I’ve also seen a lot of opposition here and elsewhere to Elena Kagan. I agree that she has taken some troubling positions, and I would have probably preferred that she didn’t get the nomination. However, she got the nomination, so we have to accept it now. The only way to not have Elena Kagan become our next Supreme Court Justice is to have her not be confirmed by the Senate. This is what the Republicans want, and we should not ally ourselves with them over a competent nominee who merely takes some troubling positions
Politics is about compromise. If we could always push through everything we wanted, there would be no need for elections. Unfortunately, it is impossible to get everything we want. We saw this with healthcare. The bill that passed was about the best thing that could have passed. However, it got much opposition from the left. We need to realize that we need to encourage compromise, and try to get the most out of compromises. This is where Teddy Kennedy made a great senator; he was a master at compromise in spite of being a strong and vocal liberal. We need to learn from him, and fight hard for what we want, but also accept a compromise when necessary.
I am not asking you to sell out on your positions. Keep them. However, I am asking you to support things that might not fully line up with your positions. Support compromises, rather than advocating that they be killed, thus ending our chances at doing anything about that issue. In the current system, issues only usually have one chance to be solved. If a compromise bill fails, we will probably never see any more action on the issue it dealt with for years. For that reason, we must accept them. I encourage all of you to be as far left as you want in your beliefs, but not to turn down compromises that aren’t exactly what you want.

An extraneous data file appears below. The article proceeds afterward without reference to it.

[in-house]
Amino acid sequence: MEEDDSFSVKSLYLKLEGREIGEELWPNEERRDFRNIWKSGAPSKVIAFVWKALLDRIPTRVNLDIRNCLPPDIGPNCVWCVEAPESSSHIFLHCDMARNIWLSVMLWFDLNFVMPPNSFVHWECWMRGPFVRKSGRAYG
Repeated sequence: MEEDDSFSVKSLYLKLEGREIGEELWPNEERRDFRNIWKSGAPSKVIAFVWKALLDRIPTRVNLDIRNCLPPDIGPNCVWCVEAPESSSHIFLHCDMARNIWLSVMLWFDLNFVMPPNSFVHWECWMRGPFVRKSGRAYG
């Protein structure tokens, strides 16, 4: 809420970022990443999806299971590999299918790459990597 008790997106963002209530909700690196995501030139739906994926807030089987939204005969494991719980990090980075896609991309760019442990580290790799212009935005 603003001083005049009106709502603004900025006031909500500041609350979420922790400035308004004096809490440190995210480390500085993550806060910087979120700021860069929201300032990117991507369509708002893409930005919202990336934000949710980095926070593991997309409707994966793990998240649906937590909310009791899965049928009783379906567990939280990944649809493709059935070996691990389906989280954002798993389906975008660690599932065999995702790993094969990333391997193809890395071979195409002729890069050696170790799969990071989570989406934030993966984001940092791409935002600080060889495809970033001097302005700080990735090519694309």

Finally, we must rally behind practical candidates. We can’t always push for ideological purity. We need to elect people who won’t necessarily agree with us on everything. The last thing we need to start doing is driving Democrats out with our equivalent of tea party primaries. While I will say that Stephen Lynch is an exception to this rule, I will warn against future challenges of this type. The fringe must not start to take over the party. If it does, we are doomed to lose many seats on Capitol Hill and on Beacon Hill.
So, I ask all of you to think before going on the attack against the more conservative elements of the Democratic Party. I know you disagree with them. I do, too. However, conservative Democrats are better than Republicans, and conservative compromise bills are better than inaction.